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Table 1 Advantages and disadvantages of different stem cell types for use in Parkinson's disease

From: Clinical application of stem cell therapy in Parkinson's disease

Stem Cell Type Definition Advantages Disadvantages
Embryonic Stem Cells (ESCs) Pluripotent stem cells derived from the inner cell mass of the blastocyst that are able to differentiate into cells of the three germ layers and show an extensive capability for self-renewal without differentiation, both in vivo and in vitro (a) Highly proliferative/retain pluripotency after in vitro expansion
(b) Can generate DA-ergic neurons
(c) Shown to survive transplantation and generate some degree of functional recovery
(a) Risk of tumor formation
Induced pluripotent Stem Cells (iPSCs) Reprogrammed adult murine fibroblasts into ESC-like cells (a) Generation of unlimited PD patient-specific cells/autologous transplantation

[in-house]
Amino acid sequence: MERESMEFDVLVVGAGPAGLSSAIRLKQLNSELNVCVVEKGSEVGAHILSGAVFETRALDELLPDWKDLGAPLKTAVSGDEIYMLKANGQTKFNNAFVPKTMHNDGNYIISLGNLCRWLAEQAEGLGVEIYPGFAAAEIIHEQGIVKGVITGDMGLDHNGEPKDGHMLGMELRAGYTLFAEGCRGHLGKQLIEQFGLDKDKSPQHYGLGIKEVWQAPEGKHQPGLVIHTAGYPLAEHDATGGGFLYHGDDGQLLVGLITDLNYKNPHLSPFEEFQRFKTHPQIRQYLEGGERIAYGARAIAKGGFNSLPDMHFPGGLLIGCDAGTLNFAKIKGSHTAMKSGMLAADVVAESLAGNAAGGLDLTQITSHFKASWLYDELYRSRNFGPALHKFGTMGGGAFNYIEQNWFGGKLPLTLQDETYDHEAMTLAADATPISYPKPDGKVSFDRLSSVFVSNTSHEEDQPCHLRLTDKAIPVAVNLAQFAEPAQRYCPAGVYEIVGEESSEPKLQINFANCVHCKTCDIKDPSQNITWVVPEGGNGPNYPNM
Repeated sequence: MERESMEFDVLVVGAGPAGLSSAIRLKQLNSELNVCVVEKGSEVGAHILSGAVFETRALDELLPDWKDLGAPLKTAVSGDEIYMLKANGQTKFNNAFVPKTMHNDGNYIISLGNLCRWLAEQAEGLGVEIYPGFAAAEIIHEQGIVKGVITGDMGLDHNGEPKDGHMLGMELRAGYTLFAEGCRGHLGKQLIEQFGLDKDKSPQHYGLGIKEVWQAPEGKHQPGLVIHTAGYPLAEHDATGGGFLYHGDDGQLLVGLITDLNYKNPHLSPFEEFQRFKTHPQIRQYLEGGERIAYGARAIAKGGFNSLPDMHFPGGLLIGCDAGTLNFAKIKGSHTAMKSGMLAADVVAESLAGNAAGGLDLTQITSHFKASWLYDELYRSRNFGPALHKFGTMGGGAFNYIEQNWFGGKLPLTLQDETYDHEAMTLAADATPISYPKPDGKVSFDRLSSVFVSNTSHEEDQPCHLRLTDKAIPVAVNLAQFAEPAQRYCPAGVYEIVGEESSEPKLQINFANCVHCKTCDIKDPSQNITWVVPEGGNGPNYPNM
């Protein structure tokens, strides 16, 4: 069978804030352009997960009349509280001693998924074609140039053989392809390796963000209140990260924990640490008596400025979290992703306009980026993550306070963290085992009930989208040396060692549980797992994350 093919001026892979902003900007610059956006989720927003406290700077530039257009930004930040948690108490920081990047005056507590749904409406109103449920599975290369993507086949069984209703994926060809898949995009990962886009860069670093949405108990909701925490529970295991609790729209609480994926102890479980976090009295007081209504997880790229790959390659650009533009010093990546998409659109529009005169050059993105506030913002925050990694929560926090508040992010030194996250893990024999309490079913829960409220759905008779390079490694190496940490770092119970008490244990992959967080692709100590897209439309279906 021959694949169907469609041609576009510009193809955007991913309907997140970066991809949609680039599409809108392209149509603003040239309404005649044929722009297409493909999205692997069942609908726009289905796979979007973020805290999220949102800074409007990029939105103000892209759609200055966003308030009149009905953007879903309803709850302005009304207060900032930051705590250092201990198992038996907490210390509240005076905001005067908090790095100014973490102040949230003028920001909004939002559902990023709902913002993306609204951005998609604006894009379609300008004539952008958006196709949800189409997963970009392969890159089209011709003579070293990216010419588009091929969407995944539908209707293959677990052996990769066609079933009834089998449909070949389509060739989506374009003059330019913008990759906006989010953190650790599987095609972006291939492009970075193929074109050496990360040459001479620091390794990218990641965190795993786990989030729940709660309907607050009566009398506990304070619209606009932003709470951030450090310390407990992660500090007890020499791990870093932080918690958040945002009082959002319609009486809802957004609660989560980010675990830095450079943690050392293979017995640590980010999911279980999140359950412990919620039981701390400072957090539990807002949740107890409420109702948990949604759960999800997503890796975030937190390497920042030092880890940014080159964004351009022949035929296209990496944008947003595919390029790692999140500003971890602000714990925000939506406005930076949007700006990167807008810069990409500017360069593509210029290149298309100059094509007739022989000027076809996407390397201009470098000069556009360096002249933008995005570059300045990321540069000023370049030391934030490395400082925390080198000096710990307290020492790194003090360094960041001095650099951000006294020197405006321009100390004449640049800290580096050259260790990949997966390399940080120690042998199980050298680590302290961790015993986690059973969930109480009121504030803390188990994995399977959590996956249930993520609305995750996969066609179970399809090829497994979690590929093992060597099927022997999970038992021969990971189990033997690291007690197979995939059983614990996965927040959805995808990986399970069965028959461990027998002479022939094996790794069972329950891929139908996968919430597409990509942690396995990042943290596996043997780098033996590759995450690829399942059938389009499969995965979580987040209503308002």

(b) Shown to survive transplantation and generate some degree of functional recovery
(c) Could minimize immune reactions and ethical issues
Risk of tumor formation
(b) Autologous transplantation - risk of susceptibility to the original pathology of the patient
Bone marrow-derived stromal cells and mesenchymal Stem Cells (MSCs) Small population of cells in the bone marrow that can differentiate into adipocytes, chondrocytes and osteoblasts, both in vivo and in vitro (a) Improve motor performance in mice
(b) No adverse effects in humans at 12 months following transplantation
(a) Modest clinical improvement in humans
Fetal brain neural Stem Cells (NSCs) Multipotent stem cells that are able to differentiate into neurons, astrocytes and oligodendrocytes (a) Lower risk of tumor formation and immune rejection than ESCs (a) Shown only limited differentiation in vivo
(b) Shown only partial effect in PD-like symptoms